Was OK until the tree-line, the sun beating down, the tarmac reflecting the heat, no wind, no shade...the road going-up....but it's only 10%....I've done waaay worse....god I'm hot...30/25 bottom gear now...there's the family ahead in a lay-by...will ditch the helmet and douse myself with water, that's better...blimey, this heat's unreal...bottom gear's hard today....check; nothing rubbing....more water, more over the head, really wet now, carry on, family will be a mile ahead, only 4 mph, can't be right...why did this have to be the hottest day of our hols....whoops weaving a bit...really hot, then really chilly...shade ahead...wonder how far ahead the family is....hard to keep upright at this speed whoops nearly fell, couldn't get foot out...will stop a mo...more water....more shivering....will be fine, family must be around the bend....there's Tom...a few more yards...there's the Mrs....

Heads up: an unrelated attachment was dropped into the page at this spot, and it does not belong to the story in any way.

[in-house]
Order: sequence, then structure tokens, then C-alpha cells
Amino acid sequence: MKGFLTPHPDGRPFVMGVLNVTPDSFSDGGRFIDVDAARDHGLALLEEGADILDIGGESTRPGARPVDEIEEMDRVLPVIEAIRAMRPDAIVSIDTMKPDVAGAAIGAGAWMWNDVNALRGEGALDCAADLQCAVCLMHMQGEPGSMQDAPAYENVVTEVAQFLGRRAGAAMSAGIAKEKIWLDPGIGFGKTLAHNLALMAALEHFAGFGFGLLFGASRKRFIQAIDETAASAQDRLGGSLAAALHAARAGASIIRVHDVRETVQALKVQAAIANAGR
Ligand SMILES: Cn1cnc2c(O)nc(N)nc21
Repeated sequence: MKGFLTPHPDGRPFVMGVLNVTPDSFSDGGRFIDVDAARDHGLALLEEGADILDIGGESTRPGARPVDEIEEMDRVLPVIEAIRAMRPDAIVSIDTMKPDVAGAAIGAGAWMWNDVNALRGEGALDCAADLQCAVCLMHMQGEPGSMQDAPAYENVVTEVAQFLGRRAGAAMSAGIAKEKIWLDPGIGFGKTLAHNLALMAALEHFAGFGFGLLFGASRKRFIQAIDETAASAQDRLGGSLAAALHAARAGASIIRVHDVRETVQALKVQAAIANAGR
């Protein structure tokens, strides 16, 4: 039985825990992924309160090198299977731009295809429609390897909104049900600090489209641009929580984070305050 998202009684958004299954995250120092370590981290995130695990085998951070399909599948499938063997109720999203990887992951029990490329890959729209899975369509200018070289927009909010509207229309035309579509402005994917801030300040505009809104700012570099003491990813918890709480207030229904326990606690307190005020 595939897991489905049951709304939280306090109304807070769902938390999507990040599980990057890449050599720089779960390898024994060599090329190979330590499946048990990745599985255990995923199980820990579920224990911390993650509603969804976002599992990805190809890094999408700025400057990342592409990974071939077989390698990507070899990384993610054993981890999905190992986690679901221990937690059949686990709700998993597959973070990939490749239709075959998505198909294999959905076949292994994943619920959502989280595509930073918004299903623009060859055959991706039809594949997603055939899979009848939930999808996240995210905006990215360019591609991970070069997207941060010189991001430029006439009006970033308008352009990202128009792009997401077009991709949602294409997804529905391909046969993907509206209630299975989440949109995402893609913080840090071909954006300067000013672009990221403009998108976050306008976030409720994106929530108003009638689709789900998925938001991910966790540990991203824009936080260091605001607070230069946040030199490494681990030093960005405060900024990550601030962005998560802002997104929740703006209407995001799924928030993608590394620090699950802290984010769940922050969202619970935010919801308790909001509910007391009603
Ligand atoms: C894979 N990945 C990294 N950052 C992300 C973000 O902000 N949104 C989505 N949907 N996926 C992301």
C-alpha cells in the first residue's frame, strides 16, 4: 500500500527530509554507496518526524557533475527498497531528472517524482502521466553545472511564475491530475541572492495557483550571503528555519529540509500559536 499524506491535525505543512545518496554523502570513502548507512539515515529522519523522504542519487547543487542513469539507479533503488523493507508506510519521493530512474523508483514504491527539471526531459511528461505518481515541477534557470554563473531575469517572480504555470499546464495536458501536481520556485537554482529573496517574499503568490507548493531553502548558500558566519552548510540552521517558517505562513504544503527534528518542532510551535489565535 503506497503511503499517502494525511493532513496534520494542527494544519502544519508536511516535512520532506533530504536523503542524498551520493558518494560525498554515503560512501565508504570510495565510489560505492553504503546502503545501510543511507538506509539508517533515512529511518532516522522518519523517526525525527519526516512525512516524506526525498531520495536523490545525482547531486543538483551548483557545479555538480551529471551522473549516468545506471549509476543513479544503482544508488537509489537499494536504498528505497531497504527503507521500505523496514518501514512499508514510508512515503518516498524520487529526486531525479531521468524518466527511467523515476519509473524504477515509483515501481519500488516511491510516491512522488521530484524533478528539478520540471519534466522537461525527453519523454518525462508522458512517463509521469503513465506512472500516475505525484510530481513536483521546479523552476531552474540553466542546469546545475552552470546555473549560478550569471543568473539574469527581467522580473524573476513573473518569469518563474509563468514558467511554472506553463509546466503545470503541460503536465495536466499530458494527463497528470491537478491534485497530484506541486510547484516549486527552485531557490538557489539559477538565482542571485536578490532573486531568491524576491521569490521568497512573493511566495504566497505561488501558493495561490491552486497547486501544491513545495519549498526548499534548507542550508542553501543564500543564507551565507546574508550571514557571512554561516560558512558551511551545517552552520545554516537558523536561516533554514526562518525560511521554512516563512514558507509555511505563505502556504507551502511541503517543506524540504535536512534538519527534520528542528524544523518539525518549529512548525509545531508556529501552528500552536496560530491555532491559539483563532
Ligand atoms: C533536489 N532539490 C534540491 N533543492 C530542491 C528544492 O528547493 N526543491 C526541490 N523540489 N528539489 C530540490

She speaks....
    "I think you've had enough don't you think?"
    "I think you're right" I say.
    I collapsed, a shaking wreck under a tree, devastated. All this way, maybe my one chance and beaten by a 100F airless, humid windless day. I could not shed the heat fast enough however I tried (I am not good at heat at all) and I felt pretty weird.

    They say never climb Ventoux on a really hot day, if you must, go early in the morning, not the heat of midday.
    They say that the tree-lined bit is the shady cool bit, whereas the tree-less moonscape is called the furnace (actually, it was much cooler above the tree-line with a nice breeze).